11 August 2019 @ 11:14

Tamara, I believe you have read too much into my mention of 1973. Whilst we are on the subject did you know that the agreement signed then was for a EEC, European Economic Community, but did you also know that that very document was placed on the top secret list for 30 years because it contained exactly what is going to happen soon ie a federalist state ruled by the unelected.
Just read the history of France and Germany, they have been trying to do it for hundreds of years.
As for the rules that are now part of the EU legislation, yes I agree, but at least we will now have the choice of what to keep and what to reject.
Keep calm, all will be fine, I will not be surprised and I voted with my eyes and mind wide open.


tamaraessex said:
12 August 2019 @ 13:20

Oh yes! Sorry Glenys! No, I know it's not all doom and gloom. Those of us who have kept up to date with the emergency law Spain passed in case of No Deal, and the Moncloa guidance, and those of us with "residente con carácter permanente" written on our cards, can be moderately relaxed. Healthcare remains a concern, but I am fortunate to be financially able to make other arrangements if necessary. That doesn't cushion me from worrying about friends with extremely expensive medications, though!


Getting Older said:
19 August 2019 @ 17:16

Tamara you should be eligible for free healthcare as a Spanish Resident under Sanchez's Universal Healthcare Act, regardless of whether we are in the EU or not. We are not yet of pensionable age but have managed to get this, administered from Sevilla and with the normal green healthcare card.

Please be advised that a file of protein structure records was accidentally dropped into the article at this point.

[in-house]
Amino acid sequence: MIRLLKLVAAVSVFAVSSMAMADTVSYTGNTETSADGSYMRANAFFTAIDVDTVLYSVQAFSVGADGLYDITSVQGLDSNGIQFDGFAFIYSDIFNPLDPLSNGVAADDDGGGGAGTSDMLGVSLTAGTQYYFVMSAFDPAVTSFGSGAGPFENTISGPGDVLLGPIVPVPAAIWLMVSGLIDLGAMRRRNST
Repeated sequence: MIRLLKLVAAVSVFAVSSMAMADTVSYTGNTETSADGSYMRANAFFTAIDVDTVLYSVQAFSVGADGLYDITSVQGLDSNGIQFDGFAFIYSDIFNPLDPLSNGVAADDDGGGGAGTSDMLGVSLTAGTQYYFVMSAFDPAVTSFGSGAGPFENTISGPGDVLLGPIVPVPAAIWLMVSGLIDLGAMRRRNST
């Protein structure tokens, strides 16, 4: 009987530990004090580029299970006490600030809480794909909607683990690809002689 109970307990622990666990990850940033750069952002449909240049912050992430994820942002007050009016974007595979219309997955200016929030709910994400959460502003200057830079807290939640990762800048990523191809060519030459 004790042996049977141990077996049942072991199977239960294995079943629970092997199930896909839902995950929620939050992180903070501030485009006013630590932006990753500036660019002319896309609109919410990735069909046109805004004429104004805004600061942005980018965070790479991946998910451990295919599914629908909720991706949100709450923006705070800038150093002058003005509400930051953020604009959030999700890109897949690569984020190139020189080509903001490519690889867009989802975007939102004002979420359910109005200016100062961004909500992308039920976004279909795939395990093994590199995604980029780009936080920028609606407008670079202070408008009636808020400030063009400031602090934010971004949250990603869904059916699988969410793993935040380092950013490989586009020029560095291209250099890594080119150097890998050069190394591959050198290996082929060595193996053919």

We are in Almeria province and share your worry and uncertainty!


Getting Older said:
19 August 2019 @ 17:16

Tamara you should be eligible for free healthcare as a Spanish Resident under Sanchez's Universal Healthcare Act, regardless of whether we are in the EU or not. We are not yet of pensionable age but have managed to get this, administered from Sevilla and with the normal green healthcare card.

We are in Almeria province and share your worry and uncertainty!


moonbeam said:
19 August 2019 @ 20:03

Unfortunately, each autonomous region has been asked by central government to implement this law separately and not under a central government umbrella. So a rather grey area and all very unclear at the moment. It was brought into effect to firstly cover Spanish citizens - who before used to lose their right to free healthcare if they stopped contributing (after unemployment and end of unemployment benefit for example) and had to get continued NHS cover by joining a relative´s cover at the same address. Obviously, caused problems for people who were not in the situation to do this. A lot of residents are not aware of the fact that the Spanish NHS was not as generous as the British when not contributing.

It was also to cover the problem with immigrants without papers who could not afford the contributions to join the NHS.
It was never designed to cover normal non-UE residents. So who knows what will be decided if we all become non-UE residents.




moonbeam said:
19 August 2019 @ 20:31

PS The Citizens Advice Bureau (Spanish branch) website has a section dedicated to the lack of clarity regarding Sanchez´s Universal Healthcare Act re how it affects British.